Late acute liver allograft rejection; a study of its natural history and graft survival in the current era.
        Transplantation. 2013; 95: 955-959
        • Sundaram S.S.
        • Melin-Aldana H.
        • Neighbors K.
        • et al.
        Histologic characteristics of late cellular rejection, significance of centrilobular injury, and long-term outcome in pediatric liver transplant recipients.
        Liver Transpl. 2006; 12: 58-64
        • Ramji A.
        • Yoshida E.M.
        • Bain V.G.
        • et al.
        Late acute rejection after liver transplantation: the Western Canada experience.
        Liver Transpl. 2002; 8: 945-951
        • Mor E.
        • Gonwa T.A.
        • Husberg B.S.
        • et al.
        Late-onset acute rejection in orthotopic liver transplantation–associated risk factors and outcome.
        Transplantation. 1992; 54: 821-824
        • Kulik L.M.
        • Fisher R.A.
        • Rodrigo D.R.
        • et al.
        Outcomes of living and deceased donor liver transplant recipients with hepatocellular carcinoma: results of the A2ALL cohort.
        Am J Transplant. 2012; 12: 2997-3007
        • Lucey M.R.
        • Terrault N.
        • Ojo L.
        • et al.
        Long-term management of the successful adult liver transplant: 2012 practice guideline by the American Association for the Study of Liver Diseases and the American Society of Transplantation.
        Liver Transpl. 2013; 19: 3-26
        • Levitsky J.
        • Kaneku H.
        • Jie C.
        • et al.
        Donor-specific HLA antibodies in living vs. deceased donor liver transplant recipients.
        Am J Transplant. 2016; 16: 2437-2444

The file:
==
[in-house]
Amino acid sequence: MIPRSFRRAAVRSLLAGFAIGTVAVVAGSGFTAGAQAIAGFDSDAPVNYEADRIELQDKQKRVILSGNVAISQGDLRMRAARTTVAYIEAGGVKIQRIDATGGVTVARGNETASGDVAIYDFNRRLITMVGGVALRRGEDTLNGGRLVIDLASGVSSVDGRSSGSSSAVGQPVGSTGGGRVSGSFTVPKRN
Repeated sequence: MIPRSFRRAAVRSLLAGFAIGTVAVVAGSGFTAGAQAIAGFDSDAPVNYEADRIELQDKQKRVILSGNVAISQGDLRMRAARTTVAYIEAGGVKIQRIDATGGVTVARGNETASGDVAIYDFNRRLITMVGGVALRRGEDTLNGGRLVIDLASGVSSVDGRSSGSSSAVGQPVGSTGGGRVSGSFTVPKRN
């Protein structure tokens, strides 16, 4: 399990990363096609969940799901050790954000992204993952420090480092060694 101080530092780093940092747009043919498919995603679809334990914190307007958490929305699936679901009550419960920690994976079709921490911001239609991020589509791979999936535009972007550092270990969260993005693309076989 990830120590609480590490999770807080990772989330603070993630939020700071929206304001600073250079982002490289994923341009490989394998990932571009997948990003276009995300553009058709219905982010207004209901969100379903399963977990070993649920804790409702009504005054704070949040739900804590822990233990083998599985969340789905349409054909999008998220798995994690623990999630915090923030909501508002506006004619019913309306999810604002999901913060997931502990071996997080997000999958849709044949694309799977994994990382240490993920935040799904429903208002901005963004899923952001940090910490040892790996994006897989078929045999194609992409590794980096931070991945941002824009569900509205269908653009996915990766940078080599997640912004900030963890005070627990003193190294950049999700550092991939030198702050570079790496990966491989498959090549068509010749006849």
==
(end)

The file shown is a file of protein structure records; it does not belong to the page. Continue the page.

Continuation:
• Alexander J.
        • Lord J.D.
        • Yeh M.M.
        • et al.
        Risk factors for recurrence of primary sclerosing cholangitis after liver transplantation.
        Liver Transpl. 2008; 14: 245-251
        • Curry M.P.
        • O'Leary J.G.
        • Bzowej N.
        • et al.
        Sofosbuvir and velpatasvir for HCV in patients with decompensated cirrhosis.
        N Engl J Med. 2015; 373: 2618-2628
        • Kwo P.Y.
        • Mantry P.S.
        • Coakley E.
        • et al.
        An interferon-free antiviral regimen for HCV after liver transplantation.
        N Engl J Med. 2014; 371: 2375-2382
        • O'Leary J.G.
        • Demetris A.J.
        • Friedman L.S.
        • et al.
        The role of donor-specific HLA alloantibodies in liver transplantation.
        Am J Transplant. 2014; 14: 779-787
        • Garcia de la Garza R.
        • Sarobe P.
        • Merino J.
        • et al.
        Immune monitoring of immunosuppression withdrawal of liver transplant recipients.
        Transpl Immunol. 2015; 33: 110-116
        • Londono M.C.
        • Danger R.
        • Giral M.
        • et al.
        A need for biomarkers of operational tolerance in liver and kidney transplantation.
        Am J Transplant. 2012; 12: 1370-1377
        • Gillespie B.W.
        • Merion R.M.
        • Ortiz-Rios E.
        • et al.
        Database comparison of the adult-to-adult living donor liver transplantation cohort study (A2ALL) and the SRTR U.S. Transplant Registry.
        Am J Transplant. 2010; 10: 1621-1633
        • Demetris A.J.
        • Seaberg E.C.
        • Batts K.P.
        • et al.
        Reliability and predictive value of the National Institute of Diabetes and Digestive and Kidney Diseases Liver Transplantation Database nomenclature and grading system for cellular rejection of liver allografts.
        Hepatology. 1995; 21: 408-416